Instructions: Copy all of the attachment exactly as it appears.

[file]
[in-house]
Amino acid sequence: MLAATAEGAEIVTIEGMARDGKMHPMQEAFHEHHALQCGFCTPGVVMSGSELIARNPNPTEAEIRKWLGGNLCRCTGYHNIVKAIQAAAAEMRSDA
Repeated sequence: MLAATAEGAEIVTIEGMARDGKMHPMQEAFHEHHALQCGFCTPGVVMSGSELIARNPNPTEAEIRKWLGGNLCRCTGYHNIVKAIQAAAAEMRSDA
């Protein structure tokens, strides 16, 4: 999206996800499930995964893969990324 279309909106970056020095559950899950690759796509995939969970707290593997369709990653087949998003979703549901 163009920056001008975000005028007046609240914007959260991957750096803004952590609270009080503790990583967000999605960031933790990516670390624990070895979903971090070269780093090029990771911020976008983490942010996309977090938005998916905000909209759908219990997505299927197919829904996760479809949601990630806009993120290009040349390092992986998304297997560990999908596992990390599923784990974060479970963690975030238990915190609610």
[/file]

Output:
[in-house]
Amino acid sequence: MLAATAEGAEIVTIEGMARDGKMHPMQEAFHEHHALQCGFCTPGVVMSGSELIARNPNPTEAEIRKWLGGNLCRCTGYHNIVKAIQAAAAEMRSDA
Repeated sequence: MLAATAEGAEIVTIEGMARDGKMHPMQEAFHEHHALQCGFCTPGVVMSGSELIARNPNPTEAEIRKWLGGNLCRCTGYHNIVKAIQAAAAEMRSDA
């Protein structure tokens, strides 16, 4: 999206996800499930995964893969990324 279309909106970056020095559950899950690759796509995939969970707290593997369709990653087949998003979703549901 163009920056001008975000005028007046609240914007959260991957750096803004952590609270009080503790990583967000999605960031933790990516670390624990070895979903971090070269780093090029990771911020976008983490942010996309977090938005998916905000909209759908219990997505299927197919829904996760479809949601990630806009993120290009040349390092992986998304297997560990999908596992990390599923784990974060479970963690975030238990915190609610």